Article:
This very important recent SC Supreme Court decision finally settles the question of whether the Workers’ Compensation Commission has the authority to order Social Security Disability Income offset language. Previously, such language was only put in Clincher settlement agreements. Without such offset language, a lump sum award of money might actually harm an injured worker when they applied for disability. Under this case, the Commission can now order offset which allows a claimant to receive a lump sum payment but, as a matter of legal fiction, “spread it out” over the course of his/her expected lifetime. In this way, the claimant gets the money now, but the practical effect is that their Social Security disability award is not affected (i.e. lowered). This provision highlights the interplay between workers’ compensation claims and other areas of the law (third-party actions, unauthorized medical care liens, SSDI, etc.) Better make sure your attorney understands these issues and how they relate to one another.
THE STATE OF SOUTH CAROLINA
In The Supreme Court
Allie James, Claimant, Appellant,
Anne’s Inc., Employer, and Villanova Insurance Company, in liquidation through the South Carolina Property & Casualty Insurance Guaranty Association, Carrier, Respondents.
Appeal From Charleston County
R. Markley Dennis, Jr., Circuit Court Judge
Opinion No. 26762
Re-Heard June 24, 2010 – Re-Filed October 25, 2010
REVERSED AND REMANDED
Jody Vann McKnight, of the Reisen Law Firm, of Charleston, for Appellant.
Mark D. Cauthen, T. Jeff Goodwyn, Jr., and Peter P. Leventis, IV, all of McKay, Cauthen, Settana & Stubley, of Columbia, for Respondents.
Andrew Nathan Safran, of Columbia, Ronald J. Jebaily and Suzanne H. Jebaily, both of the Jebaily Law Firm, of Florence, and Stephen B. Samuels, of Columbia, all for Amicus Curiae South Carolina Injured Workers’ Advocates; William Hughes Nicholson, III, of Nicholson & Anderson, of Greenwood, for Amicus Curiae South Carolina Association for Justice; Susan Berkowitz and Stephen Suggs, both of the South Carolina Appleseed Legal Justice Center, of Columbia, for Amicus Curiae South Carolina Appleseed Legal Justice Center; and John S. Nichols and Blake A. Hewitt, both of Bluestein, Nichols & Thompson, of Columbia, for the three foregoing Amici; and Samuel F. Painter, of Nexsen Pruet, of Columbia, for Amicus Curiae South Carolina Self-Insurers Association, Inc.
JUSTICE BEATTY: The South Carolina Workers’ Compensation Commission found Allie James (“James”) was totally and permanently disabled from a work accident and that she was entitled to a lump sum award of benefits. The Commission denied James’s request to include language in the order prorating the lump sum award over her life expectancy after her employer and its carrier (“Respondents”) objected. The circuit court affirmed. James appealed, arguing the Commission has the authority to include language in the order prorating the lump sum award over her life expectancy and should have done so. We affirmed the circuit court in James v. Anne’s Inc., 386 S.C. 326, 688 S.E.2d 562 (2010). Subsequently, we granted James’s petition for rehearing. We now withdraw that opinion and substitute the current opinion reversing the circuit court’s order and remanding the matter in accordance with this decision.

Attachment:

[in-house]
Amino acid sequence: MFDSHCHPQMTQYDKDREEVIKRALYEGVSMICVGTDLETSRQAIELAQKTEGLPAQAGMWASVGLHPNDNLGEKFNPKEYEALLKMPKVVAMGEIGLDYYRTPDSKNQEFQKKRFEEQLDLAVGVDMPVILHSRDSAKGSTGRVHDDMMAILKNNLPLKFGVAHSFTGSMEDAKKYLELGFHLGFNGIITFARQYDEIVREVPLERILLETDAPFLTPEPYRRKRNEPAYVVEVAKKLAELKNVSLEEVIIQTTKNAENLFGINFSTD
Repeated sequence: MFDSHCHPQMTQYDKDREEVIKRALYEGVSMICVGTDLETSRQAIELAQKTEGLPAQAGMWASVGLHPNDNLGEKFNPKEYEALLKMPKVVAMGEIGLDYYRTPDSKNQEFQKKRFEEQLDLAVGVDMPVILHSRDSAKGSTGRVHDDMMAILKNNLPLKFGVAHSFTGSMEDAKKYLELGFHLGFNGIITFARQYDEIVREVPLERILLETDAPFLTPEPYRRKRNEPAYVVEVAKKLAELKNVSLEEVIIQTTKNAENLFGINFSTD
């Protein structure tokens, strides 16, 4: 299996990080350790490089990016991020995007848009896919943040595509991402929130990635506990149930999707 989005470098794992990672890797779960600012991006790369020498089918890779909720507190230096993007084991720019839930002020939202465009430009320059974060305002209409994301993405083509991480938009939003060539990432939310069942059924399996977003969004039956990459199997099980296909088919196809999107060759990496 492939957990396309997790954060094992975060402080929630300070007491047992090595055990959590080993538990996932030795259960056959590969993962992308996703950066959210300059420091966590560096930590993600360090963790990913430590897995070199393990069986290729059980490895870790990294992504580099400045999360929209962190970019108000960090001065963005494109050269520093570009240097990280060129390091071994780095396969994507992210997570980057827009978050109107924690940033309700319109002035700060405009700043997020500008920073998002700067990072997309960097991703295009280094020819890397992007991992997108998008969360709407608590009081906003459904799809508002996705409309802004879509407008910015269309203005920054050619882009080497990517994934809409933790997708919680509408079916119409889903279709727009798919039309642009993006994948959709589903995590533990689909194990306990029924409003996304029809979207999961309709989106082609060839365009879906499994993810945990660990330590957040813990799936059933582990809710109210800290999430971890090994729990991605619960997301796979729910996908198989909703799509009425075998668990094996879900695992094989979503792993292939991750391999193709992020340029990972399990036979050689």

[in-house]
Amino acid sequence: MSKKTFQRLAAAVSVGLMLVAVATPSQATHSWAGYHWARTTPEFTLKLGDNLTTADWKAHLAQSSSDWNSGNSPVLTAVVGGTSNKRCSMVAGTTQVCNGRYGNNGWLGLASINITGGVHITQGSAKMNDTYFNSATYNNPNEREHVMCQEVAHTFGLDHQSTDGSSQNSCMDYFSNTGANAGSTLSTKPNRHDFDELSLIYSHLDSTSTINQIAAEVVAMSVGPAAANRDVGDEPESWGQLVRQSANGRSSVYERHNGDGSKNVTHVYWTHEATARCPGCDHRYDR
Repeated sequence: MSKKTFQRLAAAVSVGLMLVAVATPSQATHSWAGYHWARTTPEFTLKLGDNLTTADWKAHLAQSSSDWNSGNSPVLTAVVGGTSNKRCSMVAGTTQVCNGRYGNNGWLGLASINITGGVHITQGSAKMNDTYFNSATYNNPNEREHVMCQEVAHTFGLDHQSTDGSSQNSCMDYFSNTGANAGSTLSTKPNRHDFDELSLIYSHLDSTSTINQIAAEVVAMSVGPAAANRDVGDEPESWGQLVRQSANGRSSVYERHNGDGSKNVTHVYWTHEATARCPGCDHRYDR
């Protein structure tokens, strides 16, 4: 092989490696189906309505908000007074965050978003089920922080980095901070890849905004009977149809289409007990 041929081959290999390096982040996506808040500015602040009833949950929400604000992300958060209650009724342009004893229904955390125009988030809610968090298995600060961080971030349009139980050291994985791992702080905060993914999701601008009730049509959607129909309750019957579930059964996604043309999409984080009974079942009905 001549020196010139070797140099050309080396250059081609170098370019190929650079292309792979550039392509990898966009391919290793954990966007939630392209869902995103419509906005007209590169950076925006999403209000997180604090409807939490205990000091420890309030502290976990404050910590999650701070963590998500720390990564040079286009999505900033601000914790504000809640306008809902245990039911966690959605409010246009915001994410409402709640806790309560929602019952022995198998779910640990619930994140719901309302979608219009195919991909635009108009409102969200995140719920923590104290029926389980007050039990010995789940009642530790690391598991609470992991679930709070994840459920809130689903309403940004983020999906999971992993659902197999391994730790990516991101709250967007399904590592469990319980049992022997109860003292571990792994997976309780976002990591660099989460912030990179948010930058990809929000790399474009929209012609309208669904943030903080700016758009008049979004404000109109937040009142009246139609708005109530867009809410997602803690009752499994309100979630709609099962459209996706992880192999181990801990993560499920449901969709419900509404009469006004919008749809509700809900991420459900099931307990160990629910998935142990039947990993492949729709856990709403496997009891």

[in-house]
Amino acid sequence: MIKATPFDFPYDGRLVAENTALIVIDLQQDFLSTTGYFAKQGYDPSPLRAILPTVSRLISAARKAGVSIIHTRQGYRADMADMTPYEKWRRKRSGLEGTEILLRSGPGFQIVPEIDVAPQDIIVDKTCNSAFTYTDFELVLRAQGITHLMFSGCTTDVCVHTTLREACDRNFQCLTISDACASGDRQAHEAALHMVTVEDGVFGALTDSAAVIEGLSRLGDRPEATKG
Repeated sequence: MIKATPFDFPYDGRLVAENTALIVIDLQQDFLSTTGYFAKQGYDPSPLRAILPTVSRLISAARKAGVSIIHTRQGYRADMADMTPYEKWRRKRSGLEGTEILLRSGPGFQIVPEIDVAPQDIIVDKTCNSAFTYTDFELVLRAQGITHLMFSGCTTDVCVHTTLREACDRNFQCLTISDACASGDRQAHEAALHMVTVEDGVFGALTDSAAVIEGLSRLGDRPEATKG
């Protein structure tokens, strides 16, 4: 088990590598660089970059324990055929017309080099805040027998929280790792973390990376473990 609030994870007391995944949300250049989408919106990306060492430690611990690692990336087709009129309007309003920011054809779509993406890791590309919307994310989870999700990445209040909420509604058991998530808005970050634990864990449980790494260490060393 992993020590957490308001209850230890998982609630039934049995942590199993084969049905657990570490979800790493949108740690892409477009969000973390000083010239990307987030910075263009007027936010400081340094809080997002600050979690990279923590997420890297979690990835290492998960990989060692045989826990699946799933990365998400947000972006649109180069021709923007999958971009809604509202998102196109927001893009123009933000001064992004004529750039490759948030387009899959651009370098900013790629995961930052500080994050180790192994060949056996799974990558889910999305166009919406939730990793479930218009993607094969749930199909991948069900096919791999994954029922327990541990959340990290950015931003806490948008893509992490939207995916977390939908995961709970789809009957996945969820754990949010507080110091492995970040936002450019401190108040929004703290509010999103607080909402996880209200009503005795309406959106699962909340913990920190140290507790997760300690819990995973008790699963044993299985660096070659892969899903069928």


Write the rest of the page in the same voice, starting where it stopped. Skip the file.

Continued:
On May 10, 2002, James sustained injuries to her back, neck, and head when she slipped and fell down some stairs while working at Anne’s Dress Shop in Charleston County. James worked for this employer for approximately twenty years before being terminated in 2003.
James sought workers’ compensation benefits for her injuries. In 2005, the hearing commissioner found James was totally and permanently disabled as a result of the accident and that she was entitled to 500 weeks of compensation benefits, with a credit allowed for the weeks of compensation already paid. The hearing commissioner further found it was appropriate for the award to be made in a lump sum.
The hearing commissioner denied James’s request to include language in the order prorating the lump sum award over her life expectancy using the life expectancy table provided by section 19-1-150 of the South Carolina Code after Respondents objected. The hearing commissioner concluded she did not have the authority to include proration language in the order in the absence of consent from Respondents.
James sought review from the full Commission. In a two-to-one decision, the Commission upheld the hearing commissioner. The dissenting commissioner found the Commission does have the authority to include proration language in an order, but that there was no error in failing to include such language in the current case.
James appealed to the circuit court, which affirmed the Commission in a form order. James moved for reconsideration, which the circuit court denied in a formal order filed November 15, 2006.
James appealed to this Court, which affirmed in a split decision. James v. Anne’s Inc., 386 S.C. 326, 688 S.E.2d 562 (2010). The majority held that, without an express grant of authority from the South Carolina General Assembly, the Commission did not have the authority to include language prorating a lump sum award over a claimant’s life expectancy without the consent of all parties. The dissent found that authority to include proration language existed by virtue of the statute conferring a general grant of authority to the Commission to decide all questions arising under the act, citing S.C. Code Ann. § 42-3-180 (1985).
James asserts the circuit court erred in holding the Commission lacks the authority to include language in workers’ compensation orders prorating a lump sum award over a claimant’s life expectancy in the absence of consent from all parties, and in refusing to include such language in her case. We agree.
(A) Standard of Review